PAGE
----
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Countdown To Pitchers And Catchers: #36 Gaylord Perry

| On 15, Jan 2012

Today continues our countdown to the start of Indians pitchers and catchers reporting to Goodyear, Arizona on February 20. We’ll count down the days, profiling a former Indian who wore the corresponding number. Some players will be memorable, others just our favorites and some, the only one we could find who wore that number. Today, we chronicle the career of Gaylord Perry.

By Mike Brandyberry

His time in Cleveland was not long, but Gaylord Perry was memorable in his stay along the shores of Lake Erie. Perry was signed as a free agent by the San Francisco Giants in 1958, debuting with the club in 1962 at the age of 23. He pitched in the Bay Area for ten seasons until he was traded to the Tribe after the 1971 season.

Perry was traded with Frank Duffy to Cleveland for Sam McDowell. McDowell, who had grown out of favor with managers and the front office had enough promise to command the right hander who was a two-time All-Star and had won 20 games just two years prior.

With the Tribe, Perry immediately shined as the club’s ace of the staff. In 1972, Perry went 24-16, with a 1.92 ERA to win the American League Cy Young Award. More notable than his honor, is maybe the way he did it and the change in starting pitchers and how they are used. In 1972, Perry pitched in 41 games, throwing 29 complete games and 342 innings. He followed up his 1972, with a 1973 that found him going 19-19, in another 41 games and another 29 complete games. Quite a change in era and treatment of pitchers compared to the modern pitching staff today.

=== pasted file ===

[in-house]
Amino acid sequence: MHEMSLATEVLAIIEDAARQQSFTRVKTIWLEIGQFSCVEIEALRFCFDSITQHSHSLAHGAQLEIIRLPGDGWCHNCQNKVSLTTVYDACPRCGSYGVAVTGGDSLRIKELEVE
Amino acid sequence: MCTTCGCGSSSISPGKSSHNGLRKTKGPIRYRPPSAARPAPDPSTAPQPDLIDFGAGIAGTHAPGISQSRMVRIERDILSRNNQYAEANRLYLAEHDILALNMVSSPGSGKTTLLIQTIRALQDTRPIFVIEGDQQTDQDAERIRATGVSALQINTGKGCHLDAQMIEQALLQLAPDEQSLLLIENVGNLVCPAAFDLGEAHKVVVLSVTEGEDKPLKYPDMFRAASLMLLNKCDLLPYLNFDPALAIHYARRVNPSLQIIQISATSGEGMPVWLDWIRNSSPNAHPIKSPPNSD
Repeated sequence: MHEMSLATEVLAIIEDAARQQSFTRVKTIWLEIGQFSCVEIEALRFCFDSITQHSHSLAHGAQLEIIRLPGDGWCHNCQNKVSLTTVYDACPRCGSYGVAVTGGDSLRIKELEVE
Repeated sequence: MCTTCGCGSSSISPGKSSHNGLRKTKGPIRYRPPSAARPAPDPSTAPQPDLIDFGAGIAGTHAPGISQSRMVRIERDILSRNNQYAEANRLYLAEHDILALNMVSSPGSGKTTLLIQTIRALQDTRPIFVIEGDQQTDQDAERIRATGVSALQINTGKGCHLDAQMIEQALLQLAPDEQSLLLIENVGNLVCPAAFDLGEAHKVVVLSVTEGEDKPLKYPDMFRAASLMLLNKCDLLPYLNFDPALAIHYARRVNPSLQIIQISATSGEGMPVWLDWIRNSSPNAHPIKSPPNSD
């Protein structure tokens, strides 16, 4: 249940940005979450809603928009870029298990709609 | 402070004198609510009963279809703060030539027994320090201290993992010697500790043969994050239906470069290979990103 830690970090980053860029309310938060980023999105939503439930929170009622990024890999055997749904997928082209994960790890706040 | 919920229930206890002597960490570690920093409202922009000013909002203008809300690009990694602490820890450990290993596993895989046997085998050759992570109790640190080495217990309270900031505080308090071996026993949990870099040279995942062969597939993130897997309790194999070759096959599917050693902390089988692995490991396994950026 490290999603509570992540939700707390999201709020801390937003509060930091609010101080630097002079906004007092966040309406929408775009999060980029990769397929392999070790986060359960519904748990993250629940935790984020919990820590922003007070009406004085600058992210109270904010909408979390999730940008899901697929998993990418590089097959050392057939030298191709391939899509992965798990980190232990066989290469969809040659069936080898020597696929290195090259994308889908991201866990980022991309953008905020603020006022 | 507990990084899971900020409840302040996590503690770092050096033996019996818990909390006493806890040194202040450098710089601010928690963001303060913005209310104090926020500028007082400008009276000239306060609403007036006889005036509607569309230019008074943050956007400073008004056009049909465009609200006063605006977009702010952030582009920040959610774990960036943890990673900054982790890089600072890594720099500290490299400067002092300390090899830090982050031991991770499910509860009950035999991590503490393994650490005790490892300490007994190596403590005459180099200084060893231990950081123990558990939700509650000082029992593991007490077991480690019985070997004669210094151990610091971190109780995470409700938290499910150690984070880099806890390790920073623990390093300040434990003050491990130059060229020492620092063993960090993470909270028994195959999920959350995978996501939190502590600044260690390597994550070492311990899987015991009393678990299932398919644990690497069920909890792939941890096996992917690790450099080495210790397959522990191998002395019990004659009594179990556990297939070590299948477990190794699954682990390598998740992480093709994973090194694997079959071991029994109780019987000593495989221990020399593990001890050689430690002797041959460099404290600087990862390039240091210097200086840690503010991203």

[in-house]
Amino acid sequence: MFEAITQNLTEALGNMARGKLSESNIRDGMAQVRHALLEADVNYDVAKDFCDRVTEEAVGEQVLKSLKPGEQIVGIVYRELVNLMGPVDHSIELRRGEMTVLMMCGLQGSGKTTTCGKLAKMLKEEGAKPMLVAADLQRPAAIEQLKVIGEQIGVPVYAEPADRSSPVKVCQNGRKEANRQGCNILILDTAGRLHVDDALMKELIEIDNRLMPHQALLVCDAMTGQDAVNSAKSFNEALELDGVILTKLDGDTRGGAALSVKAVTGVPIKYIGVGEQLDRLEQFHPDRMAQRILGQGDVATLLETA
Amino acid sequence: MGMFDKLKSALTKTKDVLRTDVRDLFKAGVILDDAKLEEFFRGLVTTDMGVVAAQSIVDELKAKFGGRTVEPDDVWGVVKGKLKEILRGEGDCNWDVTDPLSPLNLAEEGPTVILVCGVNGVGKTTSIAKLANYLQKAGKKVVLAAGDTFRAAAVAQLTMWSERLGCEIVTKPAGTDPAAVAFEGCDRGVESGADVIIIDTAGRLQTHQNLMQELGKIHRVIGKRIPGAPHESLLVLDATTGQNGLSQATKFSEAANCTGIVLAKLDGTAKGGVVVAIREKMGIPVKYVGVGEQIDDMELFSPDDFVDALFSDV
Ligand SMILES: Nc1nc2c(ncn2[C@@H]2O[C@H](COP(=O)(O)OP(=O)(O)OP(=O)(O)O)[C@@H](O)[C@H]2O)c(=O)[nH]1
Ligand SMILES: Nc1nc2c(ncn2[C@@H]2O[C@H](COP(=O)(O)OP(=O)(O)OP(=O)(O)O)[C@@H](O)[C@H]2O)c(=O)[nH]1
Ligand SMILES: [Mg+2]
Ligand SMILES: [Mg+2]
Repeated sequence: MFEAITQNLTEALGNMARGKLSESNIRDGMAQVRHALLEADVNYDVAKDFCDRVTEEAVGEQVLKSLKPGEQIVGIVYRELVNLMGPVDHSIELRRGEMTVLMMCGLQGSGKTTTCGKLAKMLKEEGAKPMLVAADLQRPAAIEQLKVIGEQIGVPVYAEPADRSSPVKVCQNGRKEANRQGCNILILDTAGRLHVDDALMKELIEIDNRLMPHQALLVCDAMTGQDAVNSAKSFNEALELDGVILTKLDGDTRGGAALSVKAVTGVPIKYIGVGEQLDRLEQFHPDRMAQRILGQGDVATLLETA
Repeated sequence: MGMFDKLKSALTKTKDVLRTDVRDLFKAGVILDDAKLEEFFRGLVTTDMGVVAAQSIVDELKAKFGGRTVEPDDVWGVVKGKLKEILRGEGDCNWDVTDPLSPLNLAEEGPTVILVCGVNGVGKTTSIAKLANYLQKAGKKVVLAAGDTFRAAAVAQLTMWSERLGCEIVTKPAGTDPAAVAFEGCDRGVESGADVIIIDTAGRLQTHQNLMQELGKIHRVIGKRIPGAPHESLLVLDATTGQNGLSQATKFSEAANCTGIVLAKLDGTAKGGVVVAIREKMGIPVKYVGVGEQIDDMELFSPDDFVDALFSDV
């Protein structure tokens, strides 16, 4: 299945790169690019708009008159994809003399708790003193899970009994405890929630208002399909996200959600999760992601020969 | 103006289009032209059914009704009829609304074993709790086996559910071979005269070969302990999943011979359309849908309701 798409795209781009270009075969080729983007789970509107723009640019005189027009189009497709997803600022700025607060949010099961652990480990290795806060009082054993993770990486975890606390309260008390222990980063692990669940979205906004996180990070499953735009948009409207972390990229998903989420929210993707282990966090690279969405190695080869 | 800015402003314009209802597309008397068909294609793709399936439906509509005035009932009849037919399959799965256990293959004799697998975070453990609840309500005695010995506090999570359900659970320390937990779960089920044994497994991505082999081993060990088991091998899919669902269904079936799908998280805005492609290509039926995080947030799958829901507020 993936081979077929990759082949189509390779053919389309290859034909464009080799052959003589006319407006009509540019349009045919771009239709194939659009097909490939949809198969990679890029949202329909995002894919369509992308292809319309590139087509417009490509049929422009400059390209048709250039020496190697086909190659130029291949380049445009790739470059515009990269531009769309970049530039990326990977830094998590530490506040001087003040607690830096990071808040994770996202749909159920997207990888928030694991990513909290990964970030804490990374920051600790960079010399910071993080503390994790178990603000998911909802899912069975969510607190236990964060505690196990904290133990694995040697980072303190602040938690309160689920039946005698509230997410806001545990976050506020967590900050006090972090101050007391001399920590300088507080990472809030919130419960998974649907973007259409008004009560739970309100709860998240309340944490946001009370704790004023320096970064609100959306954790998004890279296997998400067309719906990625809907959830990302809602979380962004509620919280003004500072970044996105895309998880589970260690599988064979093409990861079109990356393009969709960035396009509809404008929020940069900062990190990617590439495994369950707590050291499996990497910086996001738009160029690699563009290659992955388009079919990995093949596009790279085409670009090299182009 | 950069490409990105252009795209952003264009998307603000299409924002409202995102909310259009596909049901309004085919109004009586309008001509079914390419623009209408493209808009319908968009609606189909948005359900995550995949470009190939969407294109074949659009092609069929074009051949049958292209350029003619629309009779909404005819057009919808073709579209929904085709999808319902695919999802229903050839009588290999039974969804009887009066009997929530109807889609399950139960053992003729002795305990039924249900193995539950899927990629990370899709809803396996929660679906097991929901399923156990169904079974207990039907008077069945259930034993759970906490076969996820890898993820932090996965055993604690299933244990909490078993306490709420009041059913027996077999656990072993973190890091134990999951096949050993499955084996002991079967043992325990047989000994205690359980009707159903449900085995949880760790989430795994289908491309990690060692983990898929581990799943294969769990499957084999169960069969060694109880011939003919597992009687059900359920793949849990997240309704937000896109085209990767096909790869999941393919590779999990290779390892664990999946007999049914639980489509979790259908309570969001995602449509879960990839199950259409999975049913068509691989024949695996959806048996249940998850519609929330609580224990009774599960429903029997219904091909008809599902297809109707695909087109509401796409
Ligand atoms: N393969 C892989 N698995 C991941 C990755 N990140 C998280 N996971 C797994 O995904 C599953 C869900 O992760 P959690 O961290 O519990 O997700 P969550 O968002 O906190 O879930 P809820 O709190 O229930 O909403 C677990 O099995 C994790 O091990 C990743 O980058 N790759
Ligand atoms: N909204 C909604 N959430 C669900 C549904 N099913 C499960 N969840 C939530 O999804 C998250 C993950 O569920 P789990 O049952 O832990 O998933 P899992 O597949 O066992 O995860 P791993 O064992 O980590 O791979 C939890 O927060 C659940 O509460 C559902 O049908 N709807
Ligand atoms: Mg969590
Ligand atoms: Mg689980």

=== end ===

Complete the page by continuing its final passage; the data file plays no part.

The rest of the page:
Perry would pitch another season with the Tribe before being traded to the Texas Rangers in June 1975. The right hander would become a well travelled pitcher after leaving Cleveland. From Texas, he’d travel to San Diego, where he would become the first pitcher to win the Cy Young in both the National and American League, then he would make stops in New  York, Atlanta, Seattle and Kansas City.

Perry won his 300th game as a member of the Seattle Mariners in 1982. When he broke into the big leagues, the Mariners didn’t even exist. He retired from baseball after the 1983 season with a 314-265 record and 3.11 ERA. His 1972 Cy Young Award was the only one for the Tribe until C.C. Sabathia won the award in 2007.

Photo: Associated Press

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